With the arrival of cold and flu season and with an increase in influenza-like illness reports, the DuPage County Health Department is recommending increased awareness and actions to help control and prevent the spread of influenza (flu), toward keeping our students and community safe and healthy.
To prevent widespread flu in the school, we recommend that your child stay home from school if experiencing flu-like illness symptoms (such as fever, cough, and sore throat). Since influenza is primarily spread by direct contact with nose and throat secretions, there are measures we can all take to reduce our chances of becoming sick with influenza and other similar infections:
Know the signs and symptoms of the flu. Symptoms of the flu include fever (100 degrees Fahrenheit or greater), cough, sore throat, a runny or stuffy nose, body aches, headache, and feeling very tired. For medical questions or concerns, contact your physician.
Your child should stay home if he/she is sick until at least 24 hours after there is no longer a fever or signs of a fever (without the use of fever-reducing medications). This will help reduce the number of people who may get infected.
Cover your nose and mouth with a tissue when you cough or sneeze. Throw the tissue away after use and wash your hands. If a tissue is not available, cover your mouth and nose with your sleeve, not your hand.
Wash your hands often with soap and water, especially after you cough or sneeze.
If soap and water are not available, use an alcohol-based hand rub.
Avoid touching your eyes, nose, or mouth. Germs spread this way.
Do not share eating utensils or drinking containers. Persons should not share straws, cups, glasses, water bottles used during sports or recreation, etc.
Try to avoid close contact with people who are sick.
Get your child and family vaccinated against seasonal flu. Vaccination is recommended yearly for everyone 6 months and older.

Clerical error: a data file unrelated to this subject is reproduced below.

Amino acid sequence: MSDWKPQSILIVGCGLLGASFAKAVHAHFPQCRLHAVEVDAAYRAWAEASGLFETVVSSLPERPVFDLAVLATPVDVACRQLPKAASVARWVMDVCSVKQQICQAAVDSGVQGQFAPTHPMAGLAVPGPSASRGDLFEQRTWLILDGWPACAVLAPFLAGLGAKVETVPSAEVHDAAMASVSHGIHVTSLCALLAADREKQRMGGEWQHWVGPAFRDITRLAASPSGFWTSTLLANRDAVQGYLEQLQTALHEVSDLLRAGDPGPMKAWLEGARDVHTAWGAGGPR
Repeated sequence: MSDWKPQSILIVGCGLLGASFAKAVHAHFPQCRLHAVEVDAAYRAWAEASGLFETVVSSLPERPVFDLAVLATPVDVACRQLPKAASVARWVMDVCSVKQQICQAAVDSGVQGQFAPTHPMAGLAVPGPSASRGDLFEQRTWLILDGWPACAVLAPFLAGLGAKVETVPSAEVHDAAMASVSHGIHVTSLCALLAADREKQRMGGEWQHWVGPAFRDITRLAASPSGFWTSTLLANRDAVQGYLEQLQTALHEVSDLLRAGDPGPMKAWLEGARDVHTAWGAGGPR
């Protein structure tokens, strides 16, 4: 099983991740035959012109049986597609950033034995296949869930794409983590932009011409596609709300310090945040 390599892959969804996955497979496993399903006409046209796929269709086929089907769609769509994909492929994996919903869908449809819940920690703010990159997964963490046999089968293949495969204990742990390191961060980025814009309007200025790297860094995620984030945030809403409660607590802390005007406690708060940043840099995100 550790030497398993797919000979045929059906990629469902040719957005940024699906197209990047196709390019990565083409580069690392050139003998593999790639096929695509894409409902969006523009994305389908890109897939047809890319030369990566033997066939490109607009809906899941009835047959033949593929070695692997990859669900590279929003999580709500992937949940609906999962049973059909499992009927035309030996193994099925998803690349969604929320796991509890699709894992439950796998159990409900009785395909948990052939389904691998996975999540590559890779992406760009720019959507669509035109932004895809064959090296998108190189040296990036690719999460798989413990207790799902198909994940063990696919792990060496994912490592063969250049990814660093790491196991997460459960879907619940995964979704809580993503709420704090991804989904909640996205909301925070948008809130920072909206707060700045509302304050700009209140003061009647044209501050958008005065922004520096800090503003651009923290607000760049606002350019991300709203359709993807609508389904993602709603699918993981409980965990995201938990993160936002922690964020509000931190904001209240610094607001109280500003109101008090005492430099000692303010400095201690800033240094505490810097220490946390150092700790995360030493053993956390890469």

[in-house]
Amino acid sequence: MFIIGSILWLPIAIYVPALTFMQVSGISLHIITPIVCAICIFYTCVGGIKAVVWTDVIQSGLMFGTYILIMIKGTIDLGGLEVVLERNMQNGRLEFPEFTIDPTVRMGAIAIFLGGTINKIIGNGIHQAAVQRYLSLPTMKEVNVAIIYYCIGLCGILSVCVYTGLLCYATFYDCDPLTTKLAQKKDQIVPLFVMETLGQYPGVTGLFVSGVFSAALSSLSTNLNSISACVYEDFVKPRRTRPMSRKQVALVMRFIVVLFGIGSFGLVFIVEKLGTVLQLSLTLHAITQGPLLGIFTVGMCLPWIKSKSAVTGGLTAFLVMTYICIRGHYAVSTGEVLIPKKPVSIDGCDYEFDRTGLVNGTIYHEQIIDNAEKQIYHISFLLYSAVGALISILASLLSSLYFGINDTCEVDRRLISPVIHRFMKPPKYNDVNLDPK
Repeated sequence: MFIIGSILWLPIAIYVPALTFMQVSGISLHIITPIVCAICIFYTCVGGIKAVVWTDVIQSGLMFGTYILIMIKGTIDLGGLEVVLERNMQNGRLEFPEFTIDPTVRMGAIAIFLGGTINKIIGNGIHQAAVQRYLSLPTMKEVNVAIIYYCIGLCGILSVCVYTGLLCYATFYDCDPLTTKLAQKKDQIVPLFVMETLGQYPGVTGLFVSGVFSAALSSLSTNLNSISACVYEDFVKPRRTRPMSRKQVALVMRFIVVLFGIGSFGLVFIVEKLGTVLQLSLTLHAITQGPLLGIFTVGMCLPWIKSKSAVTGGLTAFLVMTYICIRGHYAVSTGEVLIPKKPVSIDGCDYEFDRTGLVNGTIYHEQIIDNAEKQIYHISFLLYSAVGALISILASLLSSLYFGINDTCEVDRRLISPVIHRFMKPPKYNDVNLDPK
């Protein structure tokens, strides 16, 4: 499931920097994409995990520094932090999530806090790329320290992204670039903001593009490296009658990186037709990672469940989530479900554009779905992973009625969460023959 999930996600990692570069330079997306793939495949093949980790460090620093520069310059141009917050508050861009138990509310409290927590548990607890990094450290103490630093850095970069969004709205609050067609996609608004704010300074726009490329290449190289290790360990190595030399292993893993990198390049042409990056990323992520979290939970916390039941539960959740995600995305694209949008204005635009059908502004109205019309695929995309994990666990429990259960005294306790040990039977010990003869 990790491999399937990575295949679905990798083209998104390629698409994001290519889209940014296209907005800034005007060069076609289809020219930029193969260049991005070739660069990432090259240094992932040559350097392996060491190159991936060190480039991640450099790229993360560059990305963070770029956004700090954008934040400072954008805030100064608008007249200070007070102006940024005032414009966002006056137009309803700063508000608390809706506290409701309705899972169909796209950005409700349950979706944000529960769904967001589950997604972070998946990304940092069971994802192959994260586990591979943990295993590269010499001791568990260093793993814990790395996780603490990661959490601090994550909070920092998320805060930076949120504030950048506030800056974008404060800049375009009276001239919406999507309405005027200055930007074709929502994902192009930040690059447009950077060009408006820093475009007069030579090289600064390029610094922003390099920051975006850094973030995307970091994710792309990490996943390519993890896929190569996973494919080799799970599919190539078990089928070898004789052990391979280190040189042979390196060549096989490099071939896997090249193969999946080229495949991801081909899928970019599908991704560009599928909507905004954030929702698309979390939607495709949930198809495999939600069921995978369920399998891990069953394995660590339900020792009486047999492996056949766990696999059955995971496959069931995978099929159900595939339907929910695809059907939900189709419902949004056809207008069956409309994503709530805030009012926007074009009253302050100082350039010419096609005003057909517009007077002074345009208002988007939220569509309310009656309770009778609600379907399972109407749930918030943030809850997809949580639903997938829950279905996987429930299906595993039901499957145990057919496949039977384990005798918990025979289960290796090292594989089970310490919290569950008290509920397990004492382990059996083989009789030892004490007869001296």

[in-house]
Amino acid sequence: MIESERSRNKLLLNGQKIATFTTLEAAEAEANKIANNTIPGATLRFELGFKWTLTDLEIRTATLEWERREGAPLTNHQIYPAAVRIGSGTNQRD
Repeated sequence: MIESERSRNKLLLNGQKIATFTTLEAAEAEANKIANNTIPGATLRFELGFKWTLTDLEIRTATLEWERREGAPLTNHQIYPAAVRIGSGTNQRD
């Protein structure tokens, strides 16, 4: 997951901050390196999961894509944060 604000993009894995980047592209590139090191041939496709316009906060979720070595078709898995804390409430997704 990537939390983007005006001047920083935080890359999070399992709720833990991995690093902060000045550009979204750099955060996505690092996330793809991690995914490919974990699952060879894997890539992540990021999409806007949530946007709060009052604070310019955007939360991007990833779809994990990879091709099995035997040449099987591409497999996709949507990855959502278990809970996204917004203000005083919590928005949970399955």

Flu Shots - Information from the DuPage County Health Department
Do all Children Really Need to Get a Flu Vaccination?
All children should be vaccinated, whether that means getting a shot or using the nasal spray. You may think that the flu is just annoying, but, in fact, it can be deadly. It's a common question parents ask themselves this time of year: Does my child really need a flu shot? Though the flu may seem harmless, the truth on average 20,000 children age 5 and younger are hospitalized due to flu symptoms each year.
The Centers for Disease Control and Prevention reported that nearly half of the children who died last year from the flu had no risk factors. Influenza is a highly contagious virus. As cold weather begins to set in and with people spending more time indoors in confined spaces, the chances of contracting the flu increases. Schools and day-care centers are perfect environments for the flu to spread.
The best way to protect kids from the flu and its potentially deadly symptoms is a flu vaccination.
The American Academy of Pediatrics recommends that every child 6 months or older get a flu shot.
All adults should receive a yearly flu vaccine as well.
I can hear it coming, 'but the flu shot gave me the flu.' This is impossible. You cannot get the flu from a flu shot because the flu shot is made from an inactivated virus. It is possible to experience some mild side effects, but if you've ever had the flu you will know the side effects are nothing compared to the real illness. People who have had the flu in the past take the least convincing to get a shot because they never want to have it again.